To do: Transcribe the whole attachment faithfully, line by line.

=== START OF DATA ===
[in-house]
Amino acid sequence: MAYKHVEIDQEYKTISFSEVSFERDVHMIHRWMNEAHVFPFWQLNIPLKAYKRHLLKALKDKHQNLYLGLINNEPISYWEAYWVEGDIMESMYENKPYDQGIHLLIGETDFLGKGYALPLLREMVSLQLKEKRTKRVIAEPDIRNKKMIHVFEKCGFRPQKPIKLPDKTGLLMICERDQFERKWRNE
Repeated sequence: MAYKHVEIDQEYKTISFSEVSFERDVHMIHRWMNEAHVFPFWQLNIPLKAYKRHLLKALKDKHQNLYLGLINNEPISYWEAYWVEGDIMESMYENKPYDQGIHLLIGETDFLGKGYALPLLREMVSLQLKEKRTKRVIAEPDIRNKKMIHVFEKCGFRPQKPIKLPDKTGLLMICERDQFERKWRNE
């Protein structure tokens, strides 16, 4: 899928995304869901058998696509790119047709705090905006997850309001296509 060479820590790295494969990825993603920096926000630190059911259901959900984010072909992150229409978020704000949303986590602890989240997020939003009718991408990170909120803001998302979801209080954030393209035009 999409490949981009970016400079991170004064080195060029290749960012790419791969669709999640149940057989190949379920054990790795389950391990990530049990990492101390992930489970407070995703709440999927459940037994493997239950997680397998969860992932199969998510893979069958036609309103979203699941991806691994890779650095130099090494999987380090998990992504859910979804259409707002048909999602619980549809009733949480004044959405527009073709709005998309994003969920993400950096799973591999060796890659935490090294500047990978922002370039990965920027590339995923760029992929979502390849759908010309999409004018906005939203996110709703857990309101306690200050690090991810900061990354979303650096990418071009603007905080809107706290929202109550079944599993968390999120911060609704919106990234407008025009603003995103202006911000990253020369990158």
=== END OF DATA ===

[in-house]
Amino acid sequence: MAYKHVEIDQEYKTISFSEVSFERDVHMIHRWMNEAHVFPFWQLNIPLKAYKRHLLKALKDKHQNLYLGLINNEPISYWEAYWVEGDIMESMYENKPYDQGIHLLIGETDFLGKGYALPLLREMVSLQLKEKRTKRVIAEPDIRNKKMIHVFEKCGFRPQKPIKLPDKTGLLMICERDQFERKWRNE
Repeated sequence: MAYKHVEIDQEYKTISFSEVSFERDVHMIHRWMNEAHVFPFWQLNIPLKAYKRHLLKALKDKHQNLYLGLINNEPISYWEAYWVEGDIMESMYENKPYDQGIHLLIGETDFLGKGYALPLLREMVSLQLKEKRTKRVIAEPDIRNKKMIHVFEKCGFRPQKPIKLPDKTGLLMICERDQFERKWRNE
């Protein structure tokens, strides 16, 4: 899928995304869901058998696509790119047709705090905006997850309001296509 060479820590790295494969990825993603920096926000630190059911259901959900984010072909992150229409978020704000949303986590602890989240997020939003009718991408990170909120803001998302979801209080954030393209035009 999409490949981009970016400079991170004064080195060029290749960012790419791969669709999640149940057989190949379920054990790795389950391990990530049990990492101390992930489970407070995703709440999927459940037994493997239950997680397998969860992932199969998510893979069958036609309103979203699941991806691994890779650095130099090494999987380090998990992504859910979804259409707002048909999602619980549809009733949480004044959405527009073709709005998309994003969920993400950096799973591999060796890659935490090294500047990978922002370039990965920027590339995923760029992929979502390849759908010309999409004018906005939203996110709703857990309101306690200050690090991810900061990354979303650096990418071009603007905080809107706290929202109550079944599993968390999120911060609704919106990234407008025009603003995103202006911000990253020369990158």